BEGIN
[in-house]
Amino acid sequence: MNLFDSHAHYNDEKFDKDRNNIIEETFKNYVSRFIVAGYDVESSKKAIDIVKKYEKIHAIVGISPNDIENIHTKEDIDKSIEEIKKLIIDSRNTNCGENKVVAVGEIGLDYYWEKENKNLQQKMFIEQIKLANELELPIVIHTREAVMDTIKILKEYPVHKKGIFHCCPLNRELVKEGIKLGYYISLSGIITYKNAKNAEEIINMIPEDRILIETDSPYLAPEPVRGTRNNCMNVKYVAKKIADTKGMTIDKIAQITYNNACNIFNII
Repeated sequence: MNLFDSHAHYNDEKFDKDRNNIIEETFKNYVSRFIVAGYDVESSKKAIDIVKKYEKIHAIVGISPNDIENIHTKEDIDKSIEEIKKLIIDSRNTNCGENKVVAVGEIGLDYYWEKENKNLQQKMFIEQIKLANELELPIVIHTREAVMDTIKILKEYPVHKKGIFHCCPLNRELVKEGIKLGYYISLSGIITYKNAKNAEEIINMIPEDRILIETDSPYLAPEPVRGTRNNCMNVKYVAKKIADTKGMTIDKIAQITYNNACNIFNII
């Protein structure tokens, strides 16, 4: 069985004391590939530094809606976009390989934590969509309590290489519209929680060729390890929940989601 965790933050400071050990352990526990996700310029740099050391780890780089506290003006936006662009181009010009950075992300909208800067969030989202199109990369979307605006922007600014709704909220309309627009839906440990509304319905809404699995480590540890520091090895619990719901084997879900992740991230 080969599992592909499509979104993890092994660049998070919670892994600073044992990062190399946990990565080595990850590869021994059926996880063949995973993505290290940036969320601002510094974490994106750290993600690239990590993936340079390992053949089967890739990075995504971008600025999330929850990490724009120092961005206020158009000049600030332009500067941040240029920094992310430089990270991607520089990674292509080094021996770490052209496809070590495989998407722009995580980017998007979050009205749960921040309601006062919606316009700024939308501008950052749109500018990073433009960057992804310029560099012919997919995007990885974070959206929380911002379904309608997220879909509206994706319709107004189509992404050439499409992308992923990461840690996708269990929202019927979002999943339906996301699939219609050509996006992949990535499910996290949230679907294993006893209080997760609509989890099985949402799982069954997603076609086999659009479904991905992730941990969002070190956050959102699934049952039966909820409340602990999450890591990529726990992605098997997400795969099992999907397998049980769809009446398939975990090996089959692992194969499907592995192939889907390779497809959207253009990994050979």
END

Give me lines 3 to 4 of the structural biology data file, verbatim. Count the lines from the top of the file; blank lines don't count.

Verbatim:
Repeated sequence: MNLFDSHAHYNDEKFDKDRNNIIEETFKNYVSRFIVAGYDVESSKKAIDIVKKYEKIHAIVGISPNDIENIHTKEDIDKSIEEIKKLIIDSRNTNCGENKVVAVGEIGLDYYWEKENKNLQQKMFIEQIKLANELELPIVIHTREAVMDTIKILKEYPVHKKGIFHCCPLNRELVKEGIKLGYYISLSGIITYKNAKNAEEIINMIPEDRILIETDSPYLAPEPVRGTRNNCMNVKYVAKKIADTKGMTIDKIAQITYNNACNIFNII
């Protein structure tokens, strides 16, 4: 069985004391590939530094809606976009390989934590969509309590290489519209929680060729390890929940989601 965790933050400071050990352990526990996700310029740099050391780890780089506290003006936006662009181009010009950075992300909208800067969030989202199109990369979307605006922007600014709704909220309309627009839906440990509304319905809404699995480590540890520091090895619990719901084997879900992740991230 080969599992592909499509979104993890092994660049998070919670892994600073044992990062190399946990990565080595990850590869021994059926996880063949995973993505290290940036969320601002510094974490994106750290993600690239990590993936340079390992053949089967890739990075995504971008600025999330929850990490724009120092961005206020158009000049600030332009500067941040240029920094992310430089990270991607520089990674292509080094021996770490052209496809070590495989998407722009995580980017998007979050009205749960921040309601006062919606316009700024939308501008950052749109500018990073433009960057992804310029560099012919997919995007990885974070959206929380911002379904309608997220879909509206994706319709107004189509992404050439499409992308992923990461840690996708269990929202019927979002999943339906996301699939219609050509996006992949990535499910996290949230679907294993006893209080997760609509989890099985949402799982069954997603076609086999659009479904991905992730941990969002070190956050959102699934049952039966909820409340602990999450890591990529726990992605098997997400795969099992999907397998049980769809009446398939975990090996089959692992194969499907592995192939889907390779497809959207253009990994050979």